Dark Knight Rises Review


Bane vs. Batman

The Dark Knight Rises is an excellent conclusion to probably the best superhero movie saga in terms of quality. Rises is not a perfect movie and it’s not as fun as The Avengers but Rises still satisfies. Director Christopher Nolan made this movie is a final love letter to loyal Bat fans while remaining dramatically accessible.

Rises is about the nature of heroism. In the final chapter of the Dark Knight Trilogy, Bane executes a major plan to take over Gotham City (Pittsburgh with a coastline!). Bane, built like a classic pro wrestler, shows great cunning in his power grab. Meanwhile, catburglar Selina Kyle prefers, initially, to take whatever valuables she targets.

What about Bruce Wayne? He’s not the man he used to be after leaving the Batman identity behind eight years after Harvey Dent’s death. After meeting Selina, Bruce eventually gains the non-stop fighting spirit and gets into the suit again.

Will Bruce Wayne finally become the hero Gotham needs? Batman takes his ultimate test defending Gotham while meeting intriguing personalities like rookie cop John Blake and the wealthy Miranda Tate. As usual, Wayne gets crucial support from Alfred, Commissioner Gordon, and Lucius Fox.

Rises puts in as much mythology as it can with everything established from Batman Begins & The Dark Knight. For example, there’s that “Knightfall” moment Bat-fans will recognize. Rises emphasizes the importance of heroism and sacrifice. It does so to the point where Batman doesn’t stand out at times, but I wasn’t bothered. The Nolanverse Batman has always been treated as a limited-time deal. Especially in Rises where the stakes being raised could’ve made a lesser man feel like less than nothing.

Christian Bale, Gary Oldman, Michael Caine, and Morgan Freeman are very comfortable and confident in their roles. Poorer-quality actors would’ve made the dramatic moments cheesier. Thomas Hardy is a great Bane but I didn’t like the odd Sean Connery-like voice the character uses. I haven’t seen much of Anne Hathaway’s body of work, but she works hard making a memorable Catwoman and worthy, playful rival to Bruce Wayne. I’m digging those “cat’s ears.” Marion Coutillard and Joseph Gordon-Leavitt are significant, but never annoying, newcomers who make their way into Batman’s life. The cameos in Rises are very welcome, too.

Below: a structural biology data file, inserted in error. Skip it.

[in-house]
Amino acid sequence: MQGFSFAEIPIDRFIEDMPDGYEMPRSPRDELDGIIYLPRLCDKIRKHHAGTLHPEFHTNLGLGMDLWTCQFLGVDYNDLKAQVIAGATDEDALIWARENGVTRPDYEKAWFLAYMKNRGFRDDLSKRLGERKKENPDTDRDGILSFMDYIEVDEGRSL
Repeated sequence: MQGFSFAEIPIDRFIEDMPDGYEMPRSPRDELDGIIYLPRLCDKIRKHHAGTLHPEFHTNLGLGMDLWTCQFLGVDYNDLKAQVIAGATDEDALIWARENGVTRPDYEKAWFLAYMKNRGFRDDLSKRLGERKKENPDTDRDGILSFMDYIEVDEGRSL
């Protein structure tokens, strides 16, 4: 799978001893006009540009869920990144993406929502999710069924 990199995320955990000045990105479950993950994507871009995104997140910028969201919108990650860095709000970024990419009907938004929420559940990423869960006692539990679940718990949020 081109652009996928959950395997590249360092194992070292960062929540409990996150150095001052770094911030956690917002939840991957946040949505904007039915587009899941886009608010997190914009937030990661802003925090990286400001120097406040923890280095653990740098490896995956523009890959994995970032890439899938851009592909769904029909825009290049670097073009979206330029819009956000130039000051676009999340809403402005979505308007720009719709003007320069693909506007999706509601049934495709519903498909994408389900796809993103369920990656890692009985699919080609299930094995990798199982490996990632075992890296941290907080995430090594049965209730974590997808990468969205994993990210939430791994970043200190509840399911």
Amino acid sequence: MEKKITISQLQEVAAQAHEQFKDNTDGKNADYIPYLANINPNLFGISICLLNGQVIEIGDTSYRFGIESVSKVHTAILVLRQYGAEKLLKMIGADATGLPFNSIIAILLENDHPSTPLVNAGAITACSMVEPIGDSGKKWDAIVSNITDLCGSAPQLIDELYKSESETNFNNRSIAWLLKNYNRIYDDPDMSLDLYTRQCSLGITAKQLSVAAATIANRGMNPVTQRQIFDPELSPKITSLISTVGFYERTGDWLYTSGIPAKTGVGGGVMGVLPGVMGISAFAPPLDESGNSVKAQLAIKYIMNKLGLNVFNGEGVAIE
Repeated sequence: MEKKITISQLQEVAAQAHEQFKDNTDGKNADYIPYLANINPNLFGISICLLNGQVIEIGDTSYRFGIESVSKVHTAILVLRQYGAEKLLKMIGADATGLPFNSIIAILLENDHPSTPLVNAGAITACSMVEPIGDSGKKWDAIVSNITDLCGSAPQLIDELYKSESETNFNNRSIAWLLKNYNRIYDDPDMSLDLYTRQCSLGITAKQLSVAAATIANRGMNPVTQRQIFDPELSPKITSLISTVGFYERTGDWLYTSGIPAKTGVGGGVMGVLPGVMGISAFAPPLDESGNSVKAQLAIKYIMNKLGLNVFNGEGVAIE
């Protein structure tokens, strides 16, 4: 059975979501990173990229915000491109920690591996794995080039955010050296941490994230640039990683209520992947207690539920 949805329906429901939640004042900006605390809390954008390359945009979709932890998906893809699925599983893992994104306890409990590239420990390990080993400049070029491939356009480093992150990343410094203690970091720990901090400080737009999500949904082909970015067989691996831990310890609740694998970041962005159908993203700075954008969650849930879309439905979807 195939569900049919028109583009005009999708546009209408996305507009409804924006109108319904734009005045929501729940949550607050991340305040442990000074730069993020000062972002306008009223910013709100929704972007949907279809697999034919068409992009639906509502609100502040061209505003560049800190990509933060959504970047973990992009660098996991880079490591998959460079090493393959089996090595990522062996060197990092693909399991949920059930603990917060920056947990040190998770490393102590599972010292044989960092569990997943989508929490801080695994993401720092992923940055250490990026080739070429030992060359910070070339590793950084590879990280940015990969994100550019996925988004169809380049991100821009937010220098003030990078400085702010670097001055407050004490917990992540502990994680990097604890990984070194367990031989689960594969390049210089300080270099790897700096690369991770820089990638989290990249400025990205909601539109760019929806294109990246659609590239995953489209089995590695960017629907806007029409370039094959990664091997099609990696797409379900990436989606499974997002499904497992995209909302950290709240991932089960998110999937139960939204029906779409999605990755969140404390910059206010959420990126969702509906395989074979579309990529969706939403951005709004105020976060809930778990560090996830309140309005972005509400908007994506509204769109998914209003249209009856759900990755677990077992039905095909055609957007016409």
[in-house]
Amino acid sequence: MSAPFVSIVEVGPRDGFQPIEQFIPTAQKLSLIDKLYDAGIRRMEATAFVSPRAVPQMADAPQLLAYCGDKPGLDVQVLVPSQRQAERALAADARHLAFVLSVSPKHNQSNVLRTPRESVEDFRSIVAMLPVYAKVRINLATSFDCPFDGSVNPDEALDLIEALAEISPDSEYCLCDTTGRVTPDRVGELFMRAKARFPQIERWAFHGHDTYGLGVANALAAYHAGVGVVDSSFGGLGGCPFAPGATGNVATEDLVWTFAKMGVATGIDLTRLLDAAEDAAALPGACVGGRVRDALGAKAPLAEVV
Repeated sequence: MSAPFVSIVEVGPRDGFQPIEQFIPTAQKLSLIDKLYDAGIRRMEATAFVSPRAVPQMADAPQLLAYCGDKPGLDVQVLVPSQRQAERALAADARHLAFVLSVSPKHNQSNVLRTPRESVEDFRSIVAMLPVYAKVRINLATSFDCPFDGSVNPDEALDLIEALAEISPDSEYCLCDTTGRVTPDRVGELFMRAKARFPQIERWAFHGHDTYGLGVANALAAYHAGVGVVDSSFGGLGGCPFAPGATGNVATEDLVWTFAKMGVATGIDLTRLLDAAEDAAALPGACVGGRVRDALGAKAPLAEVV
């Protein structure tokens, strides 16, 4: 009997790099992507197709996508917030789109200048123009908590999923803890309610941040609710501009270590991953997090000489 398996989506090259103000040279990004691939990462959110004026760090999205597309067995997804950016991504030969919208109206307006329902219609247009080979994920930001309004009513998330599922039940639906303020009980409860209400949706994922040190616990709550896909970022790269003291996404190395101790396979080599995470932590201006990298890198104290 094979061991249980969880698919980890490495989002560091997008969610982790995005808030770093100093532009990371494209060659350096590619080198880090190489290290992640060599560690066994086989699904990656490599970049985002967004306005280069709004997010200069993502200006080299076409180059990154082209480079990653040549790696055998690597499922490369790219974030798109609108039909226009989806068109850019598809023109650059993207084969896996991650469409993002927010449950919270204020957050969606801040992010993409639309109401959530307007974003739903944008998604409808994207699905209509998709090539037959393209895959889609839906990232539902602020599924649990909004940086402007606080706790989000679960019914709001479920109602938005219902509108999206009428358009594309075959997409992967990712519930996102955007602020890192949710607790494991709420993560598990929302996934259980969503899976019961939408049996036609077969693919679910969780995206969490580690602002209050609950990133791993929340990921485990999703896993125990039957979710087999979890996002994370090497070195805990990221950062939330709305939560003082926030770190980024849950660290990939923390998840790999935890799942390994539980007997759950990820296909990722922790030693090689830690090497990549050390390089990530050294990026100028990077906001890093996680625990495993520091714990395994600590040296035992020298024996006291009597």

The special effects are great because they’re applied practically and not used to simply look cool. The action sequences involving the Bat-vehicles are done well, but they aren’t my personal highlight. I prefer the interplay among the characters.

Rises ebbs slightly in the middle part during the aftermath of Batman’s fight with Bane. I get the point Nolan’s making but it could’ve been a few minutes shorter. Also, anyone attentive to Bat-lore during the movie can guess one major revelation.

John Blake and Miranda TateRises will draw debates in comparison to The Avengers through the summer movie season. Avengers deftly balances humor and drama, but Rises keeps its drama, lower-key humor, and special effects in fine harmony. Rises is a “can’t miss” for anyone seeking superhero movies and anyone who wants to see the highs and lows of heroism. Nolan’s Batman trilogy, lacking a weak link, is highly recommended.

Thank you for reading my review. Here’s Anne Hathaway and Joseph Gordon-Leavitt singing. (action really starts at about 2:48)

Author: Clarence

Webmaster, editor, writer of Red-Headed Mule. RHM was founded in 2011. Currently is liking British TV better than U.S. TV, mayhaps.